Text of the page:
Filling the hungry gap - late-winter supplementary feeding of farmland birds

Author Stoate, C.
Citation Stoate, C. (2012). Filling the hungry gap - late-winter supplementary feeding of farmland birds. Conservation Land Management, 10: 4-7.

Abstract

From January 2013, a new Environmental Stewardship option will encourage farmers to provide seed for farmland birds in order to increase their late-winter survival and subsequent breeding season numbers.  The option follows several years of research by the Game & Wildlife Conservation Trust (GWCT), RSPB and British Trust for Ornithology (BTO) into the benefits of providing seed food in what has become widely known as the 'hungry gap'.  This article sets out some lessons learned from our experience of the technique at the GWCT Allerton Project's research and demonstration farm at Loddington, Leicestershire.

'Wild Bird Seed Mixtures' is an existing Stewardship option that provides a valuable source of seed food in winter, with a combination of crop species satisfying a wide range of birds,  Our work at Loddington has explored ways of managing these crops to optimise seed yields and food availability for birds.  Even so, the popularity of these crops with birds means that the food supply becomes depleted by January.  Figure 1 provides an illustration of how bird numbers initially respond to declining sources of natural food by moving into the seed crops, and how the food supply becomes exhausted as a result.  We have found that the use by birds of supplementary sources of seed food, mainly grain provided in feed hoppers, increases in this late-winter period, with bird numbers being significantly higher in February and early March than at the same feed sites in January.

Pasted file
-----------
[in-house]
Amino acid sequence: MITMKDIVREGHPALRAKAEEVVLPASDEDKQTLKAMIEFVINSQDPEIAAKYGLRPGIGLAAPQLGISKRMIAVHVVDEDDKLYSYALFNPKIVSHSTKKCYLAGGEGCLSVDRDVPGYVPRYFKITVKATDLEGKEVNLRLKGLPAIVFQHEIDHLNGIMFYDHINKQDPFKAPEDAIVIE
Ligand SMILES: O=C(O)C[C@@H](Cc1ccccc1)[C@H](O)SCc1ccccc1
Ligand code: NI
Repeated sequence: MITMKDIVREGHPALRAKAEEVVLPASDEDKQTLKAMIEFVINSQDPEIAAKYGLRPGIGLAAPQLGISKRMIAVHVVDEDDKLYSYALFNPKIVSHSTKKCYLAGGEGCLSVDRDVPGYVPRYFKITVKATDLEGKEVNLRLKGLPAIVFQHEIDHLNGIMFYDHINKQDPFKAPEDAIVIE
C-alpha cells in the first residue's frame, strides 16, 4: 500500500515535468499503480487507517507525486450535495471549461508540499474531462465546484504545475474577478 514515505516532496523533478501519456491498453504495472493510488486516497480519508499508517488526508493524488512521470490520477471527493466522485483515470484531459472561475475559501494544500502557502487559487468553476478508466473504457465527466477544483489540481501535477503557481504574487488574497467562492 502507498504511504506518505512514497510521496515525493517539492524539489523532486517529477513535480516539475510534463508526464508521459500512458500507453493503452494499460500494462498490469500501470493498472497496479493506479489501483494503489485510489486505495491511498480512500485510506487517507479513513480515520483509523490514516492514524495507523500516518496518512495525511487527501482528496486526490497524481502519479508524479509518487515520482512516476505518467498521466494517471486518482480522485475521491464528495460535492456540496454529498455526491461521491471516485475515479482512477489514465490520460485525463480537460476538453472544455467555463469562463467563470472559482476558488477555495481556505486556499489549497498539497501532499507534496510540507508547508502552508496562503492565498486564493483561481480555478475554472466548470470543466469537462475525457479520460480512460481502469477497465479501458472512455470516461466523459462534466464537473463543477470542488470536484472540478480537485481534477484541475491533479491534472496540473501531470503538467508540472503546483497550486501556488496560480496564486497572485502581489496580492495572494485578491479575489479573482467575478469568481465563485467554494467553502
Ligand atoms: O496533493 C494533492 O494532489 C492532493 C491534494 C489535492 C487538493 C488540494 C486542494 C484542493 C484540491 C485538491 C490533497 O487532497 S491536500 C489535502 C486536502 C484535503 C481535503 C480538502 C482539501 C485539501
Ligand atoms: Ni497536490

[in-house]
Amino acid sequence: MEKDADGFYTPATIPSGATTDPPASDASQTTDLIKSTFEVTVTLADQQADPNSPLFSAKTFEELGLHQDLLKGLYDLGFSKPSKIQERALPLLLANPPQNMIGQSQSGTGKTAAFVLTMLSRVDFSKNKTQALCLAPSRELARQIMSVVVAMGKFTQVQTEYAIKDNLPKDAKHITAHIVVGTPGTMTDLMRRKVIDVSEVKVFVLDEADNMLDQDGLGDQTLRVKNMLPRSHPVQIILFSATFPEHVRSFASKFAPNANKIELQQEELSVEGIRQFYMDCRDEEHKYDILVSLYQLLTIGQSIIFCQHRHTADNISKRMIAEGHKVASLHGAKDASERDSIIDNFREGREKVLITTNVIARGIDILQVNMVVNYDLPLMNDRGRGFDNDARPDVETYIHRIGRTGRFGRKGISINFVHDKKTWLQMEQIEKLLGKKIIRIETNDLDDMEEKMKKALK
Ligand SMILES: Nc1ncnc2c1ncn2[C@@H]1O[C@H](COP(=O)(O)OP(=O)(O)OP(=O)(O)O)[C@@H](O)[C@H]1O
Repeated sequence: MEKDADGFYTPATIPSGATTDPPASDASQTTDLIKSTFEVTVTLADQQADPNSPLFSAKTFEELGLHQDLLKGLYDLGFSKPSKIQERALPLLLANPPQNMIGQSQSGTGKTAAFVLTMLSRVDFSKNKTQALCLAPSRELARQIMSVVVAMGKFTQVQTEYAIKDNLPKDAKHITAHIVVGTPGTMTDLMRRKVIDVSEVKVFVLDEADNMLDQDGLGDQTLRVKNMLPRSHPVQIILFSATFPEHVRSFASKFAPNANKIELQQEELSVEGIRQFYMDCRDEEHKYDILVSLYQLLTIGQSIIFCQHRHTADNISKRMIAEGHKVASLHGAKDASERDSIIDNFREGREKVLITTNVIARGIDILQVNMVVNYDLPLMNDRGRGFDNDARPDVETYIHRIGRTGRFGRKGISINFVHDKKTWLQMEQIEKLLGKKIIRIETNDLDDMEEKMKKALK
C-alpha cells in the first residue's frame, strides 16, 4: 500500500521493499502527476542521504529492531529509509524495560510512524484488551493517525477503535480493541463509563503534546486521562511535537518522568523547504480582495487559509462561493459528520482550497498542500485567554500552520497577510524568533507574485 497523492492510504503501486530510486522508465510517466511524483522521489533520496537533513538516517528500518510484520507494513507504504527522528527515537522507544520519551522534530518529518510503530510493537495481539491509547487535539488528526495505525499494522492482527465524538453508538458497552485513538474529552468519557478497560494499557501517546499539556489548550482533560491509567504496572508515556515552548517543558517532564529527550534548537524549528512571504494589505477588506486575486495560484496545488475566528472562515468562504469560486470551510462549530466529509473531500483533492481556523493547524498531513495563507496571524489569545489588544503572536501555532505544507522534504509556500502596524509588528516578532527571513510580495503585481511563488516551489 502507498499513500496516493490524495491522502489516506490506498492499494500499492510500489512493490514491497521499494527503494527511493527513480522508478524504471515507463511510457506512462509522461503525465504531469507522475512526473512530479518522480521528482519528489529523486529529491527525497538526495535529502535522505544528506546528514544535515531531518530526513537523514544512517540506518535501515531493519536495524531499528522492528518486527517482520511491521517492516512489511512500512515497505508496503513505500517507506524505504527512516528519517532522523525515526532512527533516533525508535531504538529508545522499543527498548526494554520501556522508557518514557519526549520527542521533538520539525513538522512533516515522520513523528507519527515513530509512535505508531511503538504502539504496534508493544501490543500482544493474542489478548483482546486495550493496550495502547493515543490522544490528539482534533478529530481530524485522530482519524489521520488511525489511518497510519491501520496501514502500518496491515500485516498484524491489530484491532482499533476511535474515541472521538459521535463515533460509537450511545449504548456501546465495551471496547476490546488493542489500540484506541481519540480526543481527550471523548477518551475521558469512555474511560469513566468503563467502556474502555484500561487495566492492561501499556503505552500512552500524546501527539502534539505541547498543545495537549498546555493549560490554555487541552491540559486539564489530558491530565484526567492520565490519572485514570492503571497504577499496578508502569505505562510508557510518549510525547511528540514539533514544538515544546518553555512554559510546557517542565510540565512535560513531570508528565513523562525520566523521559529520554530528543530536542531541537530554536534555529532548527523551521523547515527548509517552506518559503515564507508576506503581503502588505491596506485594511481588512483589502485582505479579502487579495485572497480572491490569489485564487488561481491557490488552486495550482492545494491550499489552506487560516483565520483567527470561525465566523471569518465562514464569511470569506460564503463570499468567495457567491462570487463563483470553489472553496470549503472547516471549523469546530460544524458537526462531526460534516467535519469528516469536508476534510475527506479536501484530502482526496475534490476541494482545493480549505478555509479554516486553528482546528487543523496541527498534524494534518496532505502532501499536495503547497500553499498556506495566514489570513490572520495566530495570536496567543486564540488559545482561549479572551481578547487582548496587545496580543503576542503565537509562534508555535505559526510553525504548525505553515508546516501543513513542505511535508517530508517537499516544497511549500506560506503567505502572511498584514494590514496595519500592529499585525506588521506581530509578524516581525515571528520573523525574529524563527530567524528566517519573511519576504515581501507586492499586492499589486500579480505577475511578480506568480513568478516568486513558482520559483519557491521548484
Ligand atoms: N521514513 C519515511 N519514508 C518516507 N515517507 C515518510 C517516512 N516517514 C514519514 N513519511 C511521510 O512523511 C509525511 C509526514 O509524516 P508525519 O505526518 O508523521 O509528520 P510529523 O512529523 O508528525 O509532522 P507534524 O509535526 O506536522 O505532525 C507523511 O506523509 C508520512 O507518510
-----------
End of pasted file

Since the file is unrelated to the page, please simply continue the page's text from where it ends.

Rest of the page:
We have also been able to compare bird numbers at the farm-scale between a series of years in which we provided late-winter food and a series of years in which we did not.  In the January to March period (but less so in the early winter), there are more than twice as many birds on the farm when food is provided than when it is not.  The fact that bird numbers are higher when food is provided is not terribly surprising, but it does emphasise the importance of seed food in this later-winter period. What is more important is any relationship between late-winter feeding and the numbers of birds present the following breeding season.  At Loddington, we have found that, for those species using the feeders, late-winter numbers are correlated with numbers present in May and June, with breeding bird numbers being 30% higher in years when late-winter seed food was provided.

So, having established the case for late-winter provision of seed food for farmland birds, how canthis food best be provided, and what species are likely to benefit?

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